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Thursday, December 09, 2004

Friedman & Krugman

Two pieces that were on Times Op-ed pages in the past week. First, Friedman from a week ago (Thurs Dec 2):
The 9/11 Bubble
It is now clear to me that we have followed the dot-com
bubble with the 9/11 bubble.

The last few paragraphs of this:

The very reason Mr. Bush had the luxury of launching a war of necessity in Afghanistan and a war of choice in Iraq, without a second thought, was because of the surpluses built up by the previous administration and Congress. Since then, the Bush team has been slashing taxes in the middle of two wars, weakening the dollar and amassing a huge debt burden - on the implicit assumption that nothing will go wrong in the future.

But what if there is another 9/11 or war of necessity? We're cooked. The tax revenue won't be there, so the only option will be more borrowing and a weaker dollar. But what happens if the Chinese and other foreigners, who now hold over 40 percent of our Treasury securities, decide they don't want to hold these depreciating dollars anymore, let alone buy more?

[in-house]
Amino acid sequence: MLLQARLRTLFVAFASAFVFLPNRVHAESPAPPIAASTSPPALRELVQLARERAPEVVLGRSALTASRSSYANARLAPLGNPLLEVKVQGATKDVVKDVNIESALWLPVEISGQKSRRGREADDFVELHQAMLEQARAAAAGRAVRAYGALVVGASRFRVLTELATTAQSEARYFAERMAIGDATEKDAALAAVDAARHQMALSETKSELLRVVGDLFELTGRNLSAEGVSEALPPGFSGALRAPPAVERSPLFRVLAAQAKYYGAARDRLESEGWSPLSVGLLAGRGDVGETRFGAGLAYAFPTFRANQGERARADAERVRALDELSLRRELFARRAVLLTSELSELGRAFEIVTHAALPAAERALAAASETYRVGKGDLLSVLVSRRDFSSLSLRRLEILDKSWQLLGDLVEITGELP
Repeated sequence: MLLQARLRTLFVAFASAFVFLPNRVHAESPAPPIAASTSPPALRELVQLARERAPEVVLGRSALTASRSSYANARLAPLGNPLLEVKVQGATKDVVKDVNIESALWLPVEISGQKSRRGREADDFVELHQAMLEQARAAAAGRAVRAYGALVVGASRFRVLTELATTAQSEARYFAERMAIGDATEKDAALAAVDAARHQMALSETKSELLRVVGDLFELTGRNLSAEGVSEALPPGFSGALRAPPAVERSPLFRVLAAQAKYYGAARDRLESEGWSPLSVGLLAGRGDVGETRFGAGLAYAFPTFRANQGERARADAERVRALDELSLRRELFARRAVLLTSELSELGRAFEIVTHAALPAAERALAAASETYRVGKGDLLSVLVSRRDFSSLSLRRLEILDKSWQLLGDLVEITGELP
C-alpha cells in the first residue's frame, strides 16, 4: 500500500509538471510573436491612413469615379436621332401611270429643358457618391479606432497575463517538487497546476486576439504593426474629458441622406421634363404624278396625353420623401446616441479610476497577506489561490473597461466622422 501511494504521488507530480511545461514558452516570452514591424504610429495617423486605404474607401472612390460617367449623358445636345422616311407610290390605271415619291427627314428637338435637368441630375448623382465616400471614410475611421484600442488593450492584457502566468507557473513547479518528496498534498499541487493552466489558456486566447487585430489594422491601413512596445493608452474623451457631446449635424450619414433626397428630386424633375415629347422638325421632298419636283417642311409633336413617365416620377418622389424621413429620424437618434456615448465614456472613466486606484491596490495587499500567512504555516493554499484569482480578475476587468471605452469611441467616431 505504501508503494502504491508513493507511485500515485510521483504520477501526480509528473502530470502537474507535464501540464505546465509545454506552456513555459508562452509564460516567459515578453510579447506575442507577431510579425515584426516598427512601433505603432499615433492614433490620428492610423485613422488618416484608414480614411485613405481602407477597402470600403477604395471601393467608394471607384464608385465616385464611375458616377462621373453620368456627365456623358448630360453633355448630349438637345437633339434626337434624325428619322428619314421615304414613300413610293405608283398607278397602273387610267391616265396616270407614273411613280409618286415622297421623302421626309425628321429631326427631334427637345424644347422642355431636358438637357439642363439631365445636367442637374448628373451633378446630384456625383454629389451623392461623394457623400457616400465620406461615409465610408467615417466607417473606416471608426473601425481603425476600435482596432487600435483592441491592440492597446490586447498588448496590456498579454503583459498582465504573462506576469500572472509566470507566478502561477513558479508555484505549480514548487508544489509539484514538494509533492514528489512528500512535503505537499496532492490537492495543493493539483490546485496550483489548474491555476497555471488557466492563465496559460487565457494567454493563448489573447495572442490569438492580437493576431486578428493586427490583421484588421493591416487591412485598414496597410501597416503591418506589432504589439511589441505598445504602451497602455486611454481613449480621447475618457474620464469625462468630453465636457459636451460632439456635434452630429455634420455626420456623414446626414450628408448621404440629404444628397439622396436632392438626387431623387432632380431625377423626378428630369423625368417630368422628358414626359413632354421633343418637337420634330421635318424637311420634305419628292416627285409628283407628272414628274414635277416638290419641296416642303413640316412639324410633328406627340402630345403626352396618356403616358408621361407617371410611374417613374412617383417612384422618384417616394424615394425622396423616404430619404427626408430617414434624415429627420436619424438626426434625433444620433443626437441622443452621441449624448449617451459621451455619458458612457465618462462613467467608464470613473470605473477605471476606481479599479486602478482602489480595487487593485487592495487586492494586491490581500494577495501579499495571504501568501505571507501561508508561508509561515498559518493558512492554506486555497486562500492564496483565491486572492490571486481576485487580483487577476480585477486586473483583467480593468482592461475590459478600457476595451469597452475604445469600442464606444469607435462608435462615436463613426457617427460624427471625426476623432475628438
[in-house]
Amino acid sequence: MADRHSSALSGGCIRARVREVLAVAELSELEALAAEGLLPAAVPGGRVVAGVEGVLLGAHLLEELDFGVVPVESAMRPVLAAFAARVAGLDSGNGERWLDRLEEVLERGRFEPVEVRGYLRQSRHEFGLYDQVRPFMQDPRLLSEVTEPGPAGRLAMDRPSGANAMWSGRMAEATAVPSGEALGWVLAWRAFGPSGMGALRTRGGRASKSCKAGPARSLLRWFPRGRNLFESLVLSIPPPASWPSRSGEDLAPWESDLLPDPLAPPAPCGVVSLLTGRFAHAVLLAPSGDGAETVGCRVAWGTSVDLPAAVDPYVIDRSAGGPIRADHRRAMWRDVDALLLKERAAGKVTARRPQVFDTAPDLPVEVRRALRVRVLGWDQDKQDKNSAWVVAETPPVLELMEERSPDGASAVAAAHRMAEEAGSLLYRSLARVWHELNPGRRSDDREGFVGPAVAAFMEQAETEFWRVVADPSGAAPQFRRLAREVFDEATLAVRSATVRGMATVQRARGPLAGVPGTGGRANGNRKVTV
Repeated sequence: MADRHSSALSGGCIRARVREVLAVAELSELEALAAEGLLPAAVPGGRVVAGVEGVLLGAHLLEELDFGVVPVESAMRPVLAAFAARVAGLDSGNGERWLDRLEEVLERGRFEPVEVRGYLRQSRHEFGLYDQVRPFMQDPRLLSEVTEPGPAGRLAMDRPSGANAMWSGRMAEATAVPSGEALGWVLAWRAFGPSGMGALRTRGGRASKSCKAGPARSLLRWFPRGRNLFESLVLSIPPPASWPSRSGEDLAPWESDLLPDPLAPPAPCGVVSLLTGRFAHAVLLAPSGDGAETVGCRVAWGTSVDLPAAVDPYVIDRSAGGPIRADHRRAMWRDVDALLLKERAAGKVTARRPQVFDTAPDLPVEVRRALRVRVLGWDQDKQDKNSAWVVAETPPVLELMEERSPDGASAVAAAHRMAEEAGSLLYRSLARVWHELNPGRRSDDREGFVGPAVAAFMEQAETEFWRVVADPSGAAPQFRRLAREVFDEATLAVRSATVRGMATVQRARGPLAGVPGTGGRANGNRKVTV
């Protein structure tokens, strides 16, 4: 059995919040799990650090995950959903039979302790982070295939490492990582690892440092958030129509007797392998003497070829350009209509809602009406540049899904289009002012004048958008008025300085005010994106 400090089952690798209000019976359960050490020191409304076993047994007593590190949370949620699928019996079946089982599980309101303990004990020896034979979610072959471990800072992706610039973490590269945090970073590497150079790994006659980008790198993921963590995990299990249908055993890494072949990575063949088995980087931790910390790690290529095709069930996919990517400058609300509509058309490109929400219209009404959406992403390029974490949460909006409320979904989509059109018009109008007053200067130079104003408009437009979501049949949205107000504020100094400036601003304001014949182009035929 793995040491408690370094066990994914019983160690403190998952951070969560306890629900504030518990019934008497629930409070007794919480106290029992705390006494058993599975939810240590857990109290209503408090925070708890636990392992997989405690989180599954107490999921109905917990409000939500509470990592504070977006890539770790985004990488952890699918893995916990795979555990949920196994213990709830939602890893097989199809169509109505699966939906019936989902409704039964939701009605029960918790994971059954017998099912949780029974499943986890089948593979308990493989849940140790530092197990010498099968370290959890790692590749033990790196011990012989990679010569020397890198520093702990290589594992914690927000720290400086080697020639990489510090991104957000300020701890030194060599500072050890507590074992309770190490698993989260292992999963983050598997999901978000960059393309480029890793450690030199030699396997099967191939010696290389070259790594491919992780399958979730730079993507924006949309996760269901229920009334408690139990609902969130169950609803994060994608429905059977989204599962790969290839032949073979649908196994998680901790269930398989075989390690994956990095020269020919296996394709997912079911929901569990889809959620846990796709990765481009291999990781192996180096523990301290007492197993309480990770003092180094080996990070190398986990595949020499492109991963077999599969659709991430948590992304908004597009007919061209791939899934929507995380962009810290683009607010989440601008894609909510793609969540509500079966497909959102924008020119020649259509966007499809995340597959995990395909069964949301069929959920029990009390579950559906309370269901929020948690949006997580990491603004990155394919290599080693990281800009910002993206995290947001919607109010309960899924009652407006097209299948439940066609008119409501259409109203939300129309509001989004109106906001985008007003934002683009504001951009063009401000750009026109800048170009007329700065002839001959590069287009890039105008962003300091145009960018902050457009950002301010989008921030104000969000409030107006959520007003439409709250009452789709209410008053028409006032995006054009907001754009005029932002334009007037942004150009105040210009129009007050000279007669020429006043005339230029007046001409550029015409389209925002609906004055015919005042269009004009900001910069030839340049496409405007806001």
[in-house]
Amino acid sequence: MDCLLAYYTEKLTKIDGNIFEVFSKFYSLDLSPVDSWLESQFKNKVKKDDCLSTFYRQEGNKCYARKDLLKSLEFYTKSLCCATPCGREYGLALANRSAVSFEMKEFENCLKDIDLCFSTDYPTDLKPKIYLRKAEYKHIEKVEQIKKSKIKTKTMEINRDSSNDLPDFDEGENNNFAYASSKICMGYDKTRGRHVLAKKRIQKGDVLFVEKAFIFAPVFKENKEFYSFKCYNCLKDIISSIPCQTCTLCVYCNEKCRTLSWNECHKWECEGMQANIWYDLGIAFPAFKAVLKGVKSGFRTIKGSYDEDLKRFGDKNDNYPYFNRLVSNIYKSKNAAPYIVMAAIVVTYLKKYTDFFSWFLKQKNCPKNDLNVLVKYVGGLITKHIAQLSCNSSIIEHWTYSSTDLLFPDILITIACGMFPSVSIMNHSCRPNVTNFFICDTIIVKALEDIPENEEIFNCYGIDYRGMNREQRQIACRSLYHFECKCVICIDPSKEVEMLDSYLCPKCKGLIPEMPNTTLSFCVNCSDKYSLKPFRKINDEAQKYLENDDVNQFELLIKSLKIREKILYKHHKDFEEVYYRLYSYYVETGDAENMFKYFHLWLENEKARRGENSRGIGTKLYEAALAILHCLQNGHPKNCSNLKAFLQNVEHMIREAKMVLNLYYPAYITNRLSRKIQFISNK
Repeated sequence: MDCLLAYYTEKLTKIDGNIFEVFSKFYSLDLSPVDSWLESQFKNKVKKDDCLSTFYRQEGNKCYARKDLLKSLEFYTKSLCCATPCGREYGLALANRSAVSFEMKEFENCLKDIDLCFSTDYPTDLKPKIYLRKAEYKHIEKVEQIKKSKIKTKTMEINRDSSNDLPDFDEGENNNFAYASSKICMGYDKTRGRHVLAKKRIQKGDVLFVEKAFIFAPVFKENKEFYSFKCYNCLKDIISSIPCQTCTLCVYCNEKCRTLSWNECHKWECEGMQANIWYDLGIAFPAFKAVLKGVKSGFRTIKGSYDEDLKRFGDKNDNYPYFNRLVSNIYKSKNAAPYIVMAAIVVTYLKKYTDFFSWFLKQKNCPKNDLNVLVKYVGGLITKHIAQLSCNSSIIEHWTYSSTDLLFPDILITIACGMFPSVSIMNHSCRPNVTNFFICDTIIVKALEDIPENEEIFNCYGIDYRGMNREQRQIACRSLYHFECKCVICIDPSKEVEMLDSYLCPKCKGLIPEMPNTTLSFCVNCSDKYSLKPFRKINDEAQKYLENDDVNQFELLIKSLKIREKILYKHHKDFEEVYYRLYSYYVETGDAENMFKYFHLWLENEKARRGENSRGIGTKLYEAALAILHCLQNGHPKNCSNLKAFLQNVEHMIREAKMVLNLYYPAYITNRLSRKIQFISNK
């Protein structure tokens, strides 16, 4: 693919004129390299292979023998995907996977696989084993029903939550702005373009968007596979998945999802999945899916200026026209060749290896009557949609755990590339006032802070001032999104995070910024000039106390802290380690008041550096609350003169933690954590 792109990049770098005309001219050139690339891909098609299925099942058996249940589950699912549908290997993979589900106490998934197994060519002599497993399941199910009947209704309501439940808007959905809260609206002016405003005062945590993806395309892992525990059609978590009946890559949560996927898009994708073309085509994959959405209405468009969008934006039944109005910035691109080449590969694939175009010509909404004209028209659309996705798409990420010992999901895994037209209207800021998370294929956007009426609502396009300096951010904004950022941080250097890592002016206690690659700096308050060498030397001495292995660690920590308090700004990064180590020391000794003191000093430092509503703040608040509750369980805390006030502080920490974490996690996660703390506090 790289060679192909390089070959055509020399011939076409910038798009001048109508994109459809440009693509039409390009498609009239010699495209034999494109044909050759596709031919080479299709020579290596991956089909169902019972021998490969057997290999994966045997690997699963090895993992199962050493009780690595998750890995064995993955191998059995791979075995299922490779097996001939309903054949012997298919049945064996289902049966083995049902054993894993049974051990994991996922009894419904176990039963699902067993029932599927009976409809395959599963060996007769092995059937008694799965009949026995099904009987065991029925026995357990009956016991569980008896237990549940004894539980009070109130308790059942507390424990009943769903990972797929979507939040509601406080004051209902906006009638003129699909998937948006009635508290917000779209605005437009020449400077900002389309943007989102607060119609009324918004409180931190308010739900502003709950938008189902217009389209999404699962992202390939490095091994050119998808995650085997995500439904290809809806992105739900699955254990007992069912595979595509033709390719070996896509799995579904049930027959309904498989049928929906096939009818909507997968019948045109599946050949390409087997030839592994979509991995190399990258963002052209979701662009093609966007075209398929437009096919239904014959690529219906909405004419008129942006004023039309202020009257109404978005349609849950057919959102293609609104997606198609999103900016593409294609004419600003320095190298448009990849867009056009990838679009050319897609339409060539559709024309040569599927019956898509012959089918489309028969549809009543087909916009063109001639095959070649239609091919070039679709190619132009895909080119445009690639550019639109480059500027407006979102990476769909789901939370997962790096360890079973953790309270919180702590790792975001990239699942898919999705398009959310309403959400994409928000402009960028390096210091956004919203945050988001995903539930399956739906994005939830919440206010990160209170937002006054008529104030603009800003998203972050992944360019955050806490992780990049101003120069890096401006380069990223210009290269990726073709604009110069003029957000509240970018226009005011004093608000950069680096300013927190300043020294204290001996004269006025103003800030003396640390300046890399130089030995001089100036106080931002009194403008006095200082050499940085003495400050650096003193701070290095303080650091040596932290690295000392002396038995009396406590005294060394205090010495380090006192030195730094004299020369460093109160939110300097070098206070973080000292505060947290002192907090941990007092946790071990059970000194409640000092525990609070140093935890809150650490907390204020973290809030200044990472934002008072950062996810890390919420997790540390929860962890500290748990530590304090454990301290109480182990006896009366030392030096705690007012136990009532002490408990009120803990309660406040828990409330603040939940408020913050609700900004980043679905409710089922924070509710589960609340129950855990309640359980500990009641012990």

It is now clear to me that we have followed the dot-com bubble with the 9/11 bubble. Both bubbles made us stupid. The first was financed by reckless investors, and the second by a reckless administration and Congress. In the first case, the public was misled by Wall Street stock analysts, who told them the old rules didn't apply - that elephants can fly. In the second case, the public was misled by White House economists, peddling similar nonsense. The first ended in tears, and so will the second. Because, as the dot-com bubble proved, elephants can fly - "provided it is not very long."

And from Krugman earlier this week:

Inventing a Crisis
Contrary to what the privatizers are saying, we don't have
to destroy Social Security in order to fix it.

As he wrote there, this column was a break from his break--presumably he's putting together another book. Which reminds me: my uncle, an economist himself, has highly recommended Krugman's books; a good one to start with, he said, was Peddling Prosperity.

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